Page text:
Rate Storm

by Leslie Turk

Cox Communications enrages local customers by bumping The Weather Channel and other networks off its basic cable programming.

As of Aug. 15, Cox Communications' basic service, channels 2-24, dropped from $15.96 to $12.97 a month. But some of the tier's most popular networks ' The Weather Channel, ESPN and TV Guide ' have been bumped from the basic lineup. And for folks who want those programs back, Cox has a nasty surprise for them.

They'll have to subscribe to Cox's expanded basic lineup, channels 2 to 72, and shell out a whopping $47 a month, a $31 ' or 194 percent increase ' over the price they previously paid for basic programming.

Cox spokeswoman Sharon Kleinpeter attributes the rate adjustment to increased programming costs, fleet fuel spikes and rising insurance rates.

Cox is also making up for lost time. After years of annual hikes and recent increases in neighboring markets, the Acadiana market hadn't had a price increase since February 2004, a much-needed break most people attributed to the threat of competition from Lafayette Utilities System. But legal challenges have delayed LUS' effort. Just last week LUS lost another battle in its plan to provide cable, Internet and phone services via a fiber-to-the-home network when the Third Circuit Court of Appeal ruled that the bond ordinance voters passed last year, which local government tweaked in hopes of complying with a previous Third Circuit decision, violates the state's Local Government Fair Competition Act. Lafayette Consolidated Government said it plans to appeal to the state Supreme Court.

Kleinpeter, who says she can't address the rate decisions of previous Cox management, acknowledges that moving The Weather Channel on the heels of two massive storms and in the midst of a new hurricane season hasn't gone over well with local subscribers. She maintains the move was necessitated by a "contractual obligation" that requires Cox to group networks like The Weather Channel with other programming ' all of which can't be squeezed into the basic tier. When pressed for specifics, however, she cites confidentiality clauses in the contracts.

The Weather Channel has no such contractual obligations regarding programming partners. "There would be nothing in our contract like that," says The Weather Channel's Becky Powhatan, executive vice president of distribution and business affairs for the Atlanta-based cable network. "On occasion we have heard that other networks try to keep us from being carried on the basic tier," adds Powhatan. "We always prefer to be on basic, [but] in most markets, we are on expanded basic."

Clara LeBlanc-Burke, executive director of the Lafayette Council on Aging, plans to meet with Cox about offering a discount to senior citizens, a key demographic for The Weather Channel. LeBlanc-Burke says Cox initiated the talks. But Kleinpeter says what's under consideration is a break on basic service, which won't address the primary issue of the elderly's access to weather updates 24 hours a day.

The Weather Channel has moved from Channel 3 to 55, and ESPN from 12 to 35, the same lineup in Baton Rouge, a parity factor that also motivated management's decisions, according to Kleinpeter.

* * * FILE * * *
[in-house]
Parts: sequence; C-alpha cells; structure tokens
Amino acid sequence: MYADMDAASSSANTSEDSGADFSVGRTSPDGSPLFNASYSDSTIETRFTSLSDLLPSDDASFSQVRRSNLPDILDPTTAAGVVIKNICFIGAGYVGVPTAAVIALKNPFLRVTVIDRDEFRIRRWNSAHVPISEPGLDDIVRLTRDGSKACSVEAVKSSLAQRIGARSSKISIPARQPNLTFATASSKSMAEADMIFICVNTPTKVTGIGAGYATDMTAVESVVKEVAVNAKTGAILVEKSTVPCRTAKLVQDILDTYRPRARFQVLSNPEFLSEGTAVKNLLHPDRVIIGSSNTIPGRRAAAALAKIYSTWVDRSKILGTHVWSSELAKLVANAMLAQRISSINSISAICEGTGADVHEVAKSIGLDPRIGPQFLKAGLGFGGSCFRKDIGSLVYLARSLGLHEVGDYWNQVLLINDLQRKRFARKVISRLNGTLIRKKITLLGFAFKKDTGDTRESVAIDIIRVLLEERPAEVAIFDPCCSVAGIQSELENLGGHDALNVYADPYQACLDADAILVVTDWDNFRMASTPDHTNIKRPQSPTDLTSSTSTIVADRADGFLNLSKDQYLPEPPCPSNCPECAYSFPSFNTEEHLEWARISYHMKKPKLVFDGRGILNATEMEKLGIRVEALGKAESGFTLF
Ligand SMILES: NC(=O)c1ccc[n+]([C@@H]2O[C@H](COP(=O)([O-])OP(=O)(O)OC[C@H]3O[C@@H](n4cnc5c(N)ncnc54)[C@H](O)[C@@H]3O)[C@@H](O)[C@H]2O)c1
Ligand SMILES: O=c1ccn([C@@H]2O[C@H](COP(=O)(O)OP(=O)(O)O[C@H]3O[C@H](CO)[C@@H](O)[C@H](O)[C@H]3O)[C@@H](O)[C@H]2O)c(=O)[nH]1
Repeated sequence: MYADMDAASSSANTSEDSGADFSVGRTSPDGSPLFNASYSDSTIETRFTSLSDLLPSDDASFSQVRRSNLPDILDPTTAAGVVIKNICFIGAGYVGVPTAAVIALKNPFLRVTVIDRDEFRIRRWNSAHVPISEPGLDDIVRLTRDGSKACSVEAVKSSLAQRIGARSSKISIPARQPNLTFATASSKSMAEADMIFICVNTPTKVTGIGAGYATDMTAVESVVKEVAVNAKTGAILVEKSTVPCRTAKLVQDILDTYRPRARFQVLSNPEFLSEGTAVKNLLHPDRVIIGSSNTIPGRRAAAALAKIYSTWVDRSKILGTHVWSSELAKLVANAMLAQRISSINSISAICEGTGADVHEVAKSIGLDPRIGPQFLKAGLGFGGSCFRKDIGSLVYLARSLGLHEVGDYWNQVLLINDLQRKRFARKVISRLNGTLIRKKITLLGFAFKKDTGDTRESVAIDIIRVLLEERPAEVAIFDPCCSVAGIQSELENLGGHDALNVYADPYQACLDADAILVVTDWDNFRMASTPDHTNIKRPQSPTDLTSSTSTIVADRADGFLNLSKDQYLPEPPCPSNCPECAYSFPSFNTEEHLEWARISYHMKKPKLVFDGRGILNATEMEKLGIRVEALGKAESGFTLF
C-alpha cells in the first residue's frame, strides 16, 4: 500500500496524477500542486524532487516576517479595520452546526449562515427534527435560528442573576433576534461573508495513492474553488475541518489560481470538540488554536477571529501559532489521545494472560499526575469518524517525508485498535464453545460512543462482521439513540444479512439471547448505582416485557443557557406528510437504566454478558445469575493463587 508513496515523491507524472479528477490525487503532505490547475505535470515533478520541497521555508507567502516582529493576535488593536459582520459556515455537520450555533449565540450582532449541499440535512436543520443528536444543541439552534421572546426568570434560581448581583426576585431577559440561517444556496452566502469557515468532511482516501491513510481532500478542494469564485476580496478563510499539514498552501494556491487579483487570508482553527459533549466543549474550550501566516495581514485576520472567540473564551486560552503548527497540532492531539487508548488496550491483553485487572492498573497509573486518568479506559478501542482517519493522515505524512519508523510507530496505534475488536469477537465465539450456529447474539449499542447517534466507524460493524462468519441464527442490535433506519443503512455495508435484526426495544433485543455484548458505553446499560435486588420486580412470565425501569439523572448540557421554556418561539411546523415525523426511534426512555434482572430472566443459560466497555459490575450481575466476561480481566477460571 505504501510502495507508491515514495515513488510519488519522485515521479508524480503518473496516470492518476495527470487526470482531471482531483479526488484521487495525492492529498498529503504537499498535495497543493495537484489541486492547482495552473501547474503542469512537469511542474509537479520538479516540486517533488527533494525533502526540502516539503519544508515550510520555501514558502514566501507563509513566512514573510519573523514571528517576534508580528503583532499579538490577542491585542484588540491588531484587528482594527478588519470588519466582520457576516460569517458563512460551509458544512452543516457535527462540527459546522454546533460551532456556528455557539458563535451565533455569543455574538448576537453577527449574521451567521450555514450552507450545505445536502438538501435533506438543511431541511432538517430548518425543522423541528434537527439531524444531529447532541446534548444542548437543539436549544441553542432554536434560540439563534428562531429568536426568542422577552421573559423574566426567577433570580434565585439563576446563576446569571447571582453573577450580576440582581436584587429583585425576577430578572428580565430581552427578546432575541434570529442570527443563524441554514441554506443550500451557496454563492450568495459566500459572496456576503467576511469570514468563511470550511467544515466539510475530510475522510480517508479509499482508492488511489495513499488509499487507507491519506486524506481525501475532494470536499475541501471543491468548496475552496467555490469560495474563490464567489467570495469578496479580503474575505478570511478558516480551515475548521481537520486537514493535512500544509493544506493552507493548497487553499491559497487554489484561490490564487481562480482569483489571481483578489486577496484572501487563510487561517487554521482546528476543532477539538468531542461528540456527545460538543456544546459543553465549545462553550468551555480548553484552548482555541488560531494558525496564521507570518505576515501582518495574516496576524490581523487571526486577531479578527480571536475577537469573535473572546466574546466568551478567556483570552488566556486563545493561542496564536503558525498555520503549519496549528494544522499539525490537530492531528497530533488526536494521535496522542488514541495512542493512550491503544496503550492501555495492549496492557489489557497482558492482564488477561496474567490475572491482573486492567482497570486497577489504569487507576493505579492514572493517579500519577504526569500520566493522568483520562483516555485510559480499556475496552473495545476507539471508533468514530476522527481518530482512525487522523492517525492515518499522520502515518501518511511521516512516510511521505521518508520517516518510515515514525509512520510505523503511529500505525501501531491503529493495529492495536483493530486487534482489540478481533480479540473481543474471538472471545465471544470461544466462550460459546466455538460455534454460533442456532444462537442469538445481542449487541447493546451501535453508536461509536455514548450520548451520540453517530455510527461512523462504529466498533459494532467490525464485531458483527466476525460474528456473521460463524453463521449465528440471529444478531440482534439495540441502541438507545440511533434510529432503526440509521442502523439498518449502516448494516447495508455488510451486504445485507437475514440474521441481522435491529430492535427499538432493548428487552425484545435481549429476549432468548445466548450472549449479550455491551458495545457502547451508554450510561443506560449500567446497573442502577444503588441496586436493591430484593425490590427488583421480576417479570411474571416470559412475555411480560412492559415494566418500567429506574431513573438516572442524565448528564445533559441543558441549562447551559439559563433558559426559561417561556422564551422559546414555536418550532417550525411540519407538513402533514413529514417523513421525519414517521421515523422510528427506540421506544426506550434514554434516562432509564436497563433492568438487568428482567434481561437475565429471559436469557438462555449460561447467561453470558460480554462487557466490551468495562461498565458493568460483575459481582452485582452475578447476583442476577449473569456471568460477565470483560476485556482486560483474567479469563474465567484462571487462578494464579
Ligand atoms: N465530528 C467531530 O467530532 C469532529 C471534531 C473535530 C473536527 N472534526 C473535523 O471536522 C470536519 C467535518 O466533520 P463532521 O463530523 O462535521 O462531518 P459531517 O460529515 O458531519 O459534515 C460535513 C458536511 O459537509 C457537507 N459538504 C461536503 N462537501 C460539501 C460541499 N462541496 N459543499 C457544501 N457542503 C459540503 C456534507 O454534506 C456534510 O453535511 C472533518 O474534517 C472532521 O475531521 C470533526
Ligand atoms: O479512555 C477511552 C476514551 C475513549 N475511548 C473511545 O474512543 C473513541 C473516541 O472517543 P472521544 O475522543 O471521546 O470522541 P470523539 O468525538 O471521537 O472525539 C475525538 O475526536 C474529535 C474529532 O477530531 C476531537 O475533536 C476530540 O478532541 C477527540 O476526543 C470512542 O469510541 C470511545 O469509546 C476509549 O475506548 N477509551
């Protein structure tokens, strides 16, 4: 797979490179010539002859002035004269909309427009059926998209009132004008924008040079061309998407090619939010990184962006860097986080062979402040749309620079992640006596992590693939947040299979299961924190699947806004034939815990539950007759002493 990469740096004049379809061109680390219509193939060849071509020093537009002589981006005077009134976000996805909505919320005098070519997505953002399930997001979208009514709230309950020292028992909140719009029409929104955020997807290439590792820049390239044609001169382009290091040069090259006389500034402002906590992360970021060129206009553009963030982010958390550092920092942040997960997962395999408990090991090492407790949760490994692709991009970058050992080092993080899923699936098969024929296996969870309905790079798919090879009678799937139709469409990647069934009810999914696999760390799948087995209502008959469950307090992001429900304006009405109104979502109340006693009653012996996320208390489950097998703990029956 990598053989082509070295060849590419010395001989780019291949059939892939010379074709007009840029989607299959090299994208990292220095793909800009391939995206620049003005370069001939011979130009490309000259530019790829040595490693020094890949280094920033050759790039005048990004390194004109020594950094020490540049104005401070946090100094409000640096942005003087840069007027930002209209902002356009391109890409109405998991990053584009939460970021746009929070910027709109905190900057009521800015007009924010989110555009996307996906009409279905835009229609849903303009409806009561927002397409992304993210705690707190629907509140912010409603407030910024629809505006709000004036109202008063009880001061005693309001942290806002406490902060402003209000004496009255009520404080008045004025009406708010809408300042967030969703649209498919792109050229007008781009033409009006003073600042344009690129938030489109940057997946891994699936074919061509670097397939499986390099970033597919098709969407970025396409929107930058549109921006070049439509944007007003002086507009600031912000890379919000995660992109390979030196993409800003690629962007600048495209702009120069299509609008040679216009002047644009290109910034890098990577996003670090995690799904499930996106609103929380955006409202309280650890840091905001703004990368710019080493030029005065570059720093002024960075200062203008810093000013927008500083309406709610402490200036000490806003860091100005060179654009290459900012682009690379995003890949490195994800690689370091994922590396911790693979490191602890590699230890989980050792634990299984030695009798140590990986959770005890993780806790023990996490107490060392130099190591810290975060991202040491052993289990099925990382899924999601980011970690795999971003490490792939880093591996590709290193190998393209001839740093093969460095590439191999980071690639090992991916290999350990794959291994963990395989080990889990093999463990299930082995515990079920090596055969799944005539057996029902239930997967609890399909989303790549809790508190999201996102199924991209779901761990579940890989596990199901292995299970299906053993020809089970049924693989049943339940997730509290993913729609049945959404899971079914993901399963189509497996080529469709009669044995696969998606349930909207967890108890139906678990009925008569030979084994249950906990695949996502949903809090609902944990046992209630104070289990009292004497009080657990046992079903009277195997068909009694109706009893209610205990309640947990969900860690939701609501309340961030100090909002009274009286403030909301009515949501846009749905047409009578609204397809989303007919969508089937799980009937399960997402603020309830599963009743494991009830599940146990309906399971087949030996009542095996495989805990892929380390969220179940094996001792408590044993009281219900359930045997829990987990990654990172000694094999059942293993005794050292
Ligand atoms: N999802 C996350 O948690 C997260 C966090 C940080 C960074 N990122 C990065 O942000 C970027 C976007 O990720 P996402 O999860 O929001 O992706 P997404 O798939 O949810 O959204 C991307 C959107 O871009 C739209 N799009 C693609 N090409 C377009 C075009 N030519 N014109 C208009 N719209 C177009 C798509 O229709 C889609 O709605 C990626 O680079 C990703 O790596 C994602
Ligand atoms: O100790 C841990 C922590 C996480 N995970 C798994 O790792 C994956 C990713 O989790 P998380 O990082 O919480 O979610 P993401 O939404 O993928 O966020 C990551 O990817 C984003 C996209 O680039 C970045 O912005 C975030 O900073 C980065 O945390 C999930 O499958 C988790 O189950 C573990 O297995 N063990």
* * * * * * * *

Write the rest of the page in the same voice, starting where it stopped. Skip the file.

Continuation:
The Cox official is unsure why Cox's previous Lafayette management had The Weather Channel on the basic tier. "I just can't speak to what happened before we took over," she says, referencing the January 2006 consolidation of Cox's Baton Rouge and Lafayette operations. "It just has to do with the changing world of our business. It's a change that's very painful; I understand that."

According to Powhatan, The Weather Channel is in the basic lineup in New Orleans, a different Cox system.

Steve Creeden, who joined LUS' effort shortly after being let go by Cox in early 2004, says Cox's motivation is simply to drive subscribers to the more expensive package. Creeden was often the lightning rod for Cox when presenting rate increases to the council and allowing for public input, a courtesy Cox chose to forego this time around. "I felt like you have to put a face on Cox. You have to allow [council members and residents] to ask questions," Creeden says.

Rather, the company contacted City-Parish President Joey Durel within the 30-day notification period and informed him of the changes. (They are required to make written notification but did not do so, according to local government's legal counsel, Pat Ottinger.) Though local government has no say-so in the rates Cox charges, which are regulated by FCC formulas (and in fact stands to get more money because LCG's franchise agreement is 3 percent of Cox's gross revenues), council members want to discuss the changes with Cox reps and asked them to attend the upcoming Aug. 29 council meeting.

Among other local changes is a $2 increase in high speed Internet, a $6 increase in expanded basic, the relocation of KATC TV3 from Channel 4 to 5 to make way for Cox's own local sales station on Channel 4 ' and the displacement of Acadiana Open Channel from channels 5 and 19 to 15 and 16, a point of contention for local government. In an Aug. 7 letter to Cox, Ottinger says per the franchise agreement, Cox needs to explain why it moved AOC. In a separate letter also dated Aug. 7, he asks Cox why it has not been offering on each of its Lafayette subscribers' bills the opportunity to voluntarily contribute 50 cents monthly to AOC, as required by the agreement. "Because this violation has resulted in lost revenue to [AOC], it is requested that you also advise as to the action which you will undertake in order to mitigate this loss of revenue for the past violations of the Franchise Agreement," Ottinger writes.

As of press time, Kleinpeter had not seen either letter.

"At the end of the day, I don't think Cox [will] give a hoot about any contract," says AOC Executive Director Ed Bowie. "They're nearly invincible, and they know it."